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The Teddy Bear Foundation in The News

Bad news for bears
By Adrian Walker, Globe Columnist, 5/30/2002

IPSWICH - Robin Phelan is a woman who believes in the power of gestures.

That is why she has spent thousands of hours over the past five years in rooms filled with teddy bears. Bears of all sizes. Thousands upon thousands of them.

Her occupation is nursing, which she practices at Massachusetts General Hospital. But she found her calling giving away toys to women and children. Since its founding in her living room here, she has run the Teddy Bear Foundation.

The foundation distributes its furry largesse to women and children - especially those who are homeless, or estranged from their families, or otherwise bereft. It has distributed teddy bears through all sorts of outlets, including shelters for battered women. Some 50,000 bears in all.

Over the years, through sheer demand, people's generosity, and Phelan's hard work, Teddy Bear expanded - meaning in this case that it finally outgrew her home. After refinancing her house, she signed a five-year lease at $610 per month on office space in a nondescript industrial park. Less than a year later, her organization is nearly bankrupt and she is personally liable for the rent unless she can find a subletter.

Now, the future of the foundation is very much in doubt. Like a lot of charitable organizations, the Teddy Bear Foundation has seen many of its traditional funding sources dry up since Sept. 11. There's only so much philanthropy out there, it seems, and causes that are perceived to be marginal have struggled to survive.

A grim bulletin board near her desk tells the story. It lists foundations and charities on the North Shore, the amount sought, and the response. There's not a positive response listed.

It's hard to grasp, at first, what the great benefit of this program could be. Then you talk to Katya Fels and it all begins to make sense.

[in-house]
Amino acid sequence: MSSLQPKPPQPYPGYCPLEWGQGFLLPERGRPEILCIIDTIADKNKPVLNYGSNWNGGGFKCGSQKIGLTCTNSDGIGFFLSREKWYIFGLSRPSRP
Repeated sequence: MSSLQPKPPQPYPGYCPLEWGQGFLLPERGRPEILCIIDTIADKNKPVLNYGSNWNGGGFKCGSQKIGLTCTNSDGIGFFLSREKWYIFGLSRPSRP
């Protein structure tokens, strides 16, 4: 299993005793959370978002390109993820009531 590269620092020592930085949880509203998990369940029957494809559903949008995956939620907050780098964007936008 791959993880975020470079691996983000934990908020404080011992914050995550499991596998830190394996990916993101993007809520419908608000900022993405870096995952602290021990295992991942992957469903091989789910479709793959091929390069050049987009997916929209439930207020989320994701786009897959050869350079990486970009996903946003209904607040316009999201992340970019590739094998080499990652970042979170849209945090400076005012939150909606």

Fels is executive director of On The Rise, a Cambridge group that helps women on the margins. Its clientele includes battered women, homeless women, people who've had their children taken away.

More than a year ago, during the Christmas holidays, Fels said, a volunteer from the Teddy Bear Foundation, a firefighter, showed up with several plastic bags stuffed with bears.

''I do not want to pretend that a teddy bear is going to make it all safe and better,'' Fels said. ''A teddy bear isn't going to magically transport a woman from a shelter to her own home. But there's something about being human that just finding housing alone doesn't give you.

''It's the little things like that that really go a long way to helping people restore their dignity. And you aren't going to stay in a shelter that long if you have that dignity.''

The Teddy Bear Foundation hit the rocks just as it was about to embark on its most ambitious project. Called Bear Needs, it would have enabled donors to go online, pick out gifts from one of several stores, and have them delivered to women in shelters. Think of a gift registry, but for women in shelters instead of brides. That's on hold for now.

Ask Phelan about the possible end of the foundation, and her eyes well up with tears.

''It's who I am now,'' Phelan said. ''It almost feels like a death when I think deeply about it ending. It's very emotional. If it comes time to close the door, I'll deal with that. But for right now I need to keep the faith.''

As things stand, the little cash the foundation still has on hand is restricted to programs that are barely operating. Meeting its operating expenses is impossible. Its office will be put up for sublet soon, effectively spelling the end. It needs new donors - either one big one or a lot of small ones.

''We need Oprah,'' Phelan said, mustering a weak smile. ''If we could just talk to her about what we do, I know she'd help us. But she's hard to get to.''

Oprah, are you listening?

Adrian Walker can be reached at walker@globe.com.

This story ran on page B1 of the Boston Globe on 5/30/2002.
© Copyright 2002 Globe Newspaper Company.

 


    

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